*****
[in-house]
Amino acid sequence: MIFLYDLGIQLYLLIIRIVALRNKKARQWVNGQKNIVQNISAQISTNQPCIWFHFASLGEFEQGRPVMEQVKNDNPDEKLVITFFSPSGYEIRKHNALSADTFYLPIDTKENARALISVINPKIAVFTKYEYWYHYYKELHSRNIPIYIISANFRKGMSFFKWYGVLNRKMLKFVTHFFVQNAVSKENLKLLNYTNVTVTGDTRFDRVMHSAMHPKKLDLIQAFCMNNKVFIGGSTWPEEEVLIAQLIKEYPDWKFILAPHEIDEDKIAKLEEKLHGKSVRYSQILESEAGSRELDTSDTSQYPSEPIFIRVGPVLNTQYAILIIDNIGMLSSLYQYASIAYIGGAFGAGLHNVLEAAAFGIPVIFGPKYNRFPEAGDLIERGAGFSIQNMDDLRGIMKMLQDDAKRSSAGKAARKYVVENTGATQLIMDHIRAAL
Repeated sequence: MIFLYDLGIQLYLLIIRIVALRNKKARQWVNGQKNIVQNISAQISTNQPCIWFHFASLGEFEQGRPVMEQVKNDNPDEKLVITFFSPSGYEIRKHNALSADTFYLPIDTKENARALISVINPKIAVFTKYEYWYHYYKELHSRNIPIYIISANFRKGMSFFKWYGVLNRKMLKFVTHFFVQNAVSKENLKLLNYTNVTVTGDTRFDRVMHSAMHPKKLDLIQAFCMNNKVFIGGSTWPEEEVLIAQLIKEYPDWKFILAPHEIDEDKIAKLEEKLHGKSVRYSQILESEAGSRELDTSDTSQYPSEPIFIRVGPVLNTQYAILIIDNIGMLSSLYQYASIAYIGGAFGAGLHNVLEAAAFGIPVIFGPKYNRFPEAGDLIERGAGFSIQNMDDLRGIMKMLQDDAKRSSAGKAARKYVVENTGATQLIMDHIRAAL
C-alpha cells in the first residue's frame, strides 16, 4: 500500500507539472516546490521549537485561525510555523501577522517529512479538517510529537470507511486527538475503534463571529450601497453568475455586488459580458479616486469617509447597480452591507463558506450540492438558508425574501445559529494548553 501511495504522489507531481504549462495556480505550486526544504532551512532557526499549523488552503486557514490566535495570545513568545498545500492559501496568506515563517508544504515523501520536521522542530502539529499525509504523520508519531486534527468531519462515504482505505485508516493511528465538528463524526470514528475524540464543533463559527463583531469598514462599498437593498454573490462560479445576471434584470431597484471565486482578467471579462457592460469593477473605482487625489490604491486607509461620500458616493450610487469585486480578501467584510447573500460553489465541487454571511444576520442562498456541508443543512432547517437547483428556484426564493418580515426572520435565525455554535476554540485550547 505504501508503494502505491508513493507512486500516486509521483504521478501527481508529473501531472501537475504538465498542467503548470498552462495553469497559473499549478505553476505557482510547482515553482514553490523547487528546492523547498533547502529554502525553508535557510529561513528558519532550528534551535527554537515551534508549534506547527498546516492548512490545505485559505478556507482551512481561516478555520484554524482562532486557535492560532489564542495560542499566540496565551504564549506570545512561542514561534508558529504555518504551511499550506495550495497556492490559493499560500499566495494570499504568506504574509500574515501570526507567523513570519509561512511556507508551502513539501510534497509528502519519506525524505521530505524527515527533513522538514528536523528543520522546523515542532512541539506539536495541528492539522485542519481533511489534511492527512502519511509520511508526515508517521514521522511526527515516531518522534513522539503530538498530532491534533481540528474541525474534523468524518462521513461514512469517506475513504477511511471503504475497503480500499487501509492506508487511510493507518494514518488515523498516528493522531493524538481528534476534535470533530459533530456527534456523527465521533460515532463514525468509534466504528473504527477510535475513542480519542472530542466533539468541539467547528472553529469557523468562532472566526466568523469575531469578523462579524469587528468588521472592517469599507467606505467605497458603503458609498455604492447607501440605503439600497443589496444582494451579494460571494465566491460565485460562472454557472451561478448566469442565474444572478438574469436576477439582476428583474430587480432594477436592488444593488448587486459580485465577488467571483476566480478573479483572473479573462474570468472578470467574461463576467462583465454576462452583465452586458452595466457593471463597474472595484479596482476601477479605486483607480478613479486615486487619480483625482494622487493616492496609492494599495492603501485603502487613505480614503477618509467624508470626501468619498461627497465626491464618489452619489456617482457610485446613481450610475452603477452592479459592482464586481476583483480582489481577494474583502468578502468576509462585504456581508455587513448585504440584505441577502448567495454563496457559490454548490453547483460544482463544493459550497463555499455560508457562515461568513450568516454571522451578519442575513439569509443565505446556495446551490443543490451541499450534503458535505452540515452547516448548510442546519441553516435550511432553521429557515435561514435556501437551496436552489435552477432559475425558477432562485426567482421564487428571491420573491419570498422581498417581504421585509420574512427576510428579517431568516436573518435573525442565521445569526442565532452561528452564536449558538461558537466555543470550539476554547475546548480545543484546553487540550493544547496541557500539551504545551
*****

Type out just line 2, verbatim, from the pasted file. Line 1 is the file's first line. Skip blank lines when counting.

Amino acid sequence: MIFLYDLGIQLYLLIIRIVALRNKKARQWVNGQKNIVQNISAQISTNQPCIWFHFASLGEFEQGRPVMEQVKNDNPDEKLVITFFSPSGYEIRKHNALSADTFYLPIDTKENARALISVINPKIAVFTKYEYWYHYYKELHSRNIPIYIISANFRKGMSFFKWYGVLNRKMLKFVTHFFVQNAVSKENLKLLNYTNVTVTGDTRFDRVMHSAMHPKKLDLIQAFCMNNKVFIGGSTWPEEEVLIAQLIKEYPDWKFILAPHEIDEDKIAKLEEKLHGKSVRYSQILESEAGSRELDTSDTSQYPSEPIFIRVGPVLNTQYAILIIDNIGMLSSLYQYASIAYIGGAFGAGLHNVLEAAAFGIPVIFGPKYNRFPEAGDLIERGAGFSIQNMDDLRGIMKMLQDDAKRSSAGKAARKYVVENTGATQLIMDHIRAAL